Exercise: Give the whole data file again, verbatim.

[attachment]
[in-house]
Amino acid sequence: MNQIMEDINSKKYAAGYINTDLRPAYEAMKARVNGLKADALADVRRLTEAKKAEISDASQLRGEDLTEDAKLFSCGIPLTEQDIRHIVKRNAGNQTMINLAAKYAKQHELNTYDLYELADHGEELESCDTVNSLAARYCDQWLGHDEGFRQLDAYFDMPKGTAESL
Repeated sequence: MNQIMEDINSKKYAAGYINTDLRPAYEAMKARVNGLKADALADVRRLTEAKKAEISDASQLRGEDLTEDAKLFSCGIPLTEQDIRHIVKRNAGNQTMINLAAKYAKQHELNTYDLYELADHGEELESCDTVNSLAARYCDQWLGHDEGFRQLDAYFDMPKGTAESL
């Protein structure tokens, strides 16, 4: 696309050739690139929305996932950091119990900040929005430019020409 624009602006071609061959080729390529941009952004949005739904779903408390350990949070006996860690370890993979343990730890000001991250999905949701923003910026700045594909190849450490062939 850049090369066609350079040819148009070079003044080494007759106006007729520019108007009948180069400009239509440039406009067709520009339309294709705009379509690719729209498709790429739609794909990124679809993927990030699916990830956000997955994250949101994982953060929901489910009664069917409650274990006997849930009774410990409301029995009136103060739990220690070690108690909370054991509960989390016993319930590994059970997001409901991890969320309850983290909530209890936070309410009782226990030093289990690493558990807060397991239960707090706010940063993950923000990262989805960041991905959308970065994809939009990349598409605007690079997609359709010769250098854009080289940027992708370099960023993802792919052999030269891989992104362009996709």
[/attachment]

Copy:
[in-house]
Amino acid sequence: MNQIMEDINSKKYAAGYINTDLRPAYEAMKARVNGLKADALADVRRLTEAKKAEISDASQLRGEDLTEDAKLFSCGIPLTEQDIRHIVKRNAGNQTMINLAAKYAKQHELNTYDLYELADHGEELESCDTVNSLAARYCDQWLGHDEGFRQLDAYFDMPKGTAESL
Repeated sequence: MNQIMEDINSKKYAAGYINTDLRPAYEAMKARVNGLKADALADVRRLTEAKKAEISDASQLRGEDLTEDAKLFSCGIPLTEQDIRHIVKRNAGNQTMINLAAKYAKQHELNTYDLYELADHGEELESCDTVNSLAARYCDQWLGHDEGFRQLDAYFDMPKGTAESL
């Protein structure tokens, strides 16, 4: 696309050739690139929305996932950091119990900040929005430019020409 624009602006071609061959080729390529941009952004949005739904779903408390350990949070006996860690370890993979343990730890000001991250999905949701923003910026700045594909190849450490062939 850049090369066609350079040819148009070079003044080494007759106006007729520019108007009948180069400009239509440039406009067709520009339309294709705009379509690719729209498709790429739609794909990124679809993927990030699916990830956000997955994250949101994982953060929901489910009664069917409650274990006997849930009774410990409301029995009136103060739990220690070690108690909370054991509960989390016993319930590994059970997001409901991890969320309850983290909530209890936070309410009782226990030093289990690493558990807060397991239960707090706010940063993950923000990262989805960041991905959308970065994809939009990349598409605007690079997609359709010769250098854009080289940027992708370099960023993802792919052999030269891989992104362009996709």